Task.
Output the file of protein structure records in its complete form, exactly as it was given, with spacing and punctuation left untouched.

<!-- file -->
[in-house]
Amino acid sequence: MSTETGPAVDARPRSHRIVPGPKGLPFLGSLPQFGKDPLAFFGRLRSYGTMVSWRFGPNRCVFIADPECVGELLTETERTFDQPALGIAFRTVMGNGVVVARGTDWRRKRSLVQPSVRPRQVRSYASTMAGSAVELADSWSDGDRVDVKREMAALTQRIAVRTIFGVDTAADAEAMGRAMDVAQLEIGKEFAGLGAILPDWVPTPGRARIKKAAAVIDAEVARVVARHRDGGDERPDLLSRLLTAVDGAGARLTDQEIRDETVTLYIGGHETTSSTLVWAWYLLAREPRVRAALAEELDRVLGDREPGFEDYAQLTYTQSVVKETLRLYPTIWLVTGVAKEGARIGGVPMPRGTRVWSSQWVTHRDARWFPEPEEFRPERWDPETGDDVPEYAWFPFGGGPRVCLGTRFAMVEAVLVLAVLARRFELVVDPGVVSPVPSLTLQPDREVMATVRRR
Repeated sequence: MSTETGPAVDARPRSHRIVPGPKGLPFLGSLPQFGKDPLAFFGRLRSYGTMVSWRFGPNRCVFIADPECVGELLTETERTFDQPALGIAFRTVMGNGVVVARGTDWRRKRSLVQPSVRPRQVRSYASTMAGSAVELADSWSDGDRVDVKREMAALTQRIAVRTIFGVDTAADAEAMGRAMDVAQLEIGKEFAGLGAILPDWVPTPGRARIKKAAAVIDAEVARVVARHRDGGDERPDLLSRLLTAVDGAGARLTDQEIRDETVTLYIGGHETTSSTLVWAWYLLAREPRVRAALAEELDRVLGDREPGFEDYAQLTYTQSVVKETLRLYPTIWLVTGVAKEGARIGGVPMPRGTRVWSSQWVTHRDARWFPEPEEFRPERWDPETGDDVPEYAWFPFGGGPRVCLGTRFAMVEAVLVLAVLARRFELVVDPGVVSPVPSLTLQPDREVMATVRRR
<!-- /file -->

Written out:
[in-house]
Amino acid sequence: MSTETGPAVDARPRSHRIVPGPKGLPFLGSLPQFGKDPLAFFGRLRSYGTMVSWRFGPNRCVFIADPECVGELLTETERTFDQPALGIAFRTVMGNGVVVARGTDWRRKRSLVQPSVRPRQVRSYASTMAGSAVELADSWSDGDRVDVKREMAALTQRIAVRTIFGVDTAADAEAMGRAMDVAQLEIGKEFAGLGAILPDWVPTPGRARIKKAAAVIDAEVARVVARHRDGGDERPDLLSRLLTAVDGAGARLTDQEIRDETVTLYIGGHETTSSTLVWAWYLLAREPRVRAALAEELDRVLGDREPGFEDYAQLTYTQSVVKETLRLYPTIWLVTGVAKEGARIGGVPMPRGTRVWSSQWVTHRDARWFPEPEEFRPERWDPETGDDVPEYAWFPFGGGPRVCLGTRFAMVEAVLVLAVLARRFELVVDPGVVSPVPSLTLQPDREVMATVRRR
Repeated sequence: MSTETGPAVDARPRSHRIVPGPKGLPFLGSLPQFGKDPLAFFGRLRSYGTMVSWRFGPNRCVFIADPECVGELLTETERTFDQPALGIAFRTVMGNGVVVARGTDWRRKRSLVQPSVRPRQVRSYASTMAGSAVELADSWSDGDRVDVKREMAALTQRIAVRTIFGVDTAADAEAMGRAMDVAQLEIGKEFAGLGAILPDWVPTPGRARIKKAAAVIDAEVARVVARHRDGGDERPDLLSRLLTAVDGAGARLTDQEIRDETVTLYIGGHETTSSTLVWAWYLLAREPRVRAALAEELDRVLGDREPGFEDYAQLTYTQSVVKETLRLYPTIWLVTGVAKEGARIGGVPMPRGTRVWSSQWVTHRDARWFPEPEEFRPERWDPETGDDVPEYAWFPFGGGPRVCLGTRFAMVEAVLVLAVLARRFELVVDPGVVSPVPSLTLQPDREVMATVRRR